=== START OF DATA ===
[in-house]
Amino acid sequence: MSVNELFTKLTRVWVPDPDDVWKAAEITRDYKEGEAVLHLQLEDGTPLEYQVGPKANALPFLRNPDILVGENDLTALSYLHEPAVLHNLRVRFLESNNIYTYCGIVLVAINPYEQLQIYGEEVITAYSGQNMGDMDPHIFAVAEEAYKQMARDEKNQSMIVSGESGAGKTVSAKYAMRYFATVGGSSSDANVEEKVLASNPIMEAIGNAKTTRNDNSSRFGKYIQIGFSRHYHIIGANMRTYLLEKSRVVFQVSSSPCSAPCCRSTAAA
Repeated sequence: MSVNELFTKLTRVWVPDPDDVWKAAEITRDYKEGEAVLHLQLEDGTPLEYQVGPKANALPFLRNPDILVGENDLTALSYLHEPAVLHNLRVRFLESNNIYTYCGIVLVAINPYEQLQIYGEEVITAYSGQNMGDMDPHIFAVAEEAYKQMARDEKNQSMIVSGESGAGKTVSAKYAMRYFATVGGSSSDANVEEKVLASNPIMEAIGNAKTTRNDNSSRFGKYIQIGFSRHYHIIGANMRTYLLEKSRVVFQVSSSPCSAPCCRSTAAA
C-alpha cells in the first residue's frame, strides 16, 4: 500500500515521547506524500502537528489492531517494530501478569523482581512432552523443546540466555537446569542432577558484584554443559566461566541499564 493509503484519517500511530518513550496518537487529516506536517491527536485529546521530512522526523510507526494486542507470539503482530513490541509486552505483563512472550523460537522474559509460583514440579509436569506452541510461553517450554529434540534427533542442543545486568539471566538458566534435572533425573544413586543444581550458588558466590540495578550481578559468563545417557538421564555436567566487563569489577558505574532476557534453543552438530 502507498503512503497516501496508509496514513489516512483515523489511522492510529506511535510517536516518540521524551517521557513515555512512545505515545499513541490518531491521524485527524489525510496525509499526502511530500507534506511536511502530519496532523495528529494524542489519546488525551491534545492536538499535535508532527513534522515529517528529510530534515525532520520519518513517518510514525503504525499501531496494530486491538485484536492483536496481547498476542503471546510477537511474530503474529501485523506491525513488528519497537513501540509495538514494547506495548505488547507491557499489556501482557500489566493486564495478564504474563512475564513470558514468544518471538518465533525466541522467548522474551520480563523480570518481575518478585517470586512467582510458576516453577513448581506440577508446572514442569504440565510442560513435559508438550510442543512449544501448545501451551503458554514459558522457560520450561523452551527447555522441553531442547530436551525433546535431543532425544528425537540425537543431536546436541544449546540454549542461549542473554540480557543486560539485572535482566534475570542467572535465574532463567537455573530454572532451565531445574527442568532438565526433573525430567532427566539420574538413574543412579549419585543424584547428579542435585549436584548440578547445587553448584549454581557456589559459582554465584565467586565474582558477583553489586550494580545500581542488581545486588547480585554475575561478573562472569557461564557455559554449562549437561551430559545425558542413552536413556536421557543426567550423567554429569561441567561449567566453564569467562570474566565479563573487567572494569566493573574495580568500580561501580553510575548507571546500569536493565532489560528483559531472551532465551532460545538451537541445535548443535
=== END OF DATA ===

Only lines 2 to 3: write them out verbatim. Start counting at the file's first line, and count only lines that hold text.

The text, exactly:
Amino acid sequence: MSVNELFTKLTRVWVPDPDDVWKAAEITRDYKEGEAVLHLQLEDGTPLEYQVGPKANALPFLRNPDILVGENDLTALSYLHEPAVLHNLRVRFLESNNIYTYCGIVLVAINPYEQLQIYGEEVITAYSGQNMGDMDPHIFAVAEEAYKQMARDEKNQSMIVSGESGAGKTVSAKYAMRYFATVGGSSSDANVEEKVLASNPIMEAIGNAKTTRNDNSSRFGKYIQIGFSRHYHIIGANMRTYLLEKSRVVFQVSSSPCSAPCCRSTAAA
Repeated sequence: MSVNELFTKLTRVWVPDPDDVWKAAEITRDYKEGEAVLHLQLEDGTPLEYQVGPKANALPFLRNPDILVGENDLTALSYLHEPAVLHNLRVRFLESNNIYTYCGIVLVAINPYEQLQIYGEEVITAYSGQNMGDMDPHIFAVAEEAYKQMARDEKNQSMIVSGESGAGKTVSAKYAMRYFATVGGSSSDANVEEKVLASNPIMEAIGNAKTTRNDNSSRFGKYIQIGFSRHYHIIGANMRTYLLEKSRVVFQVSSSPCSAPCCRSTAAA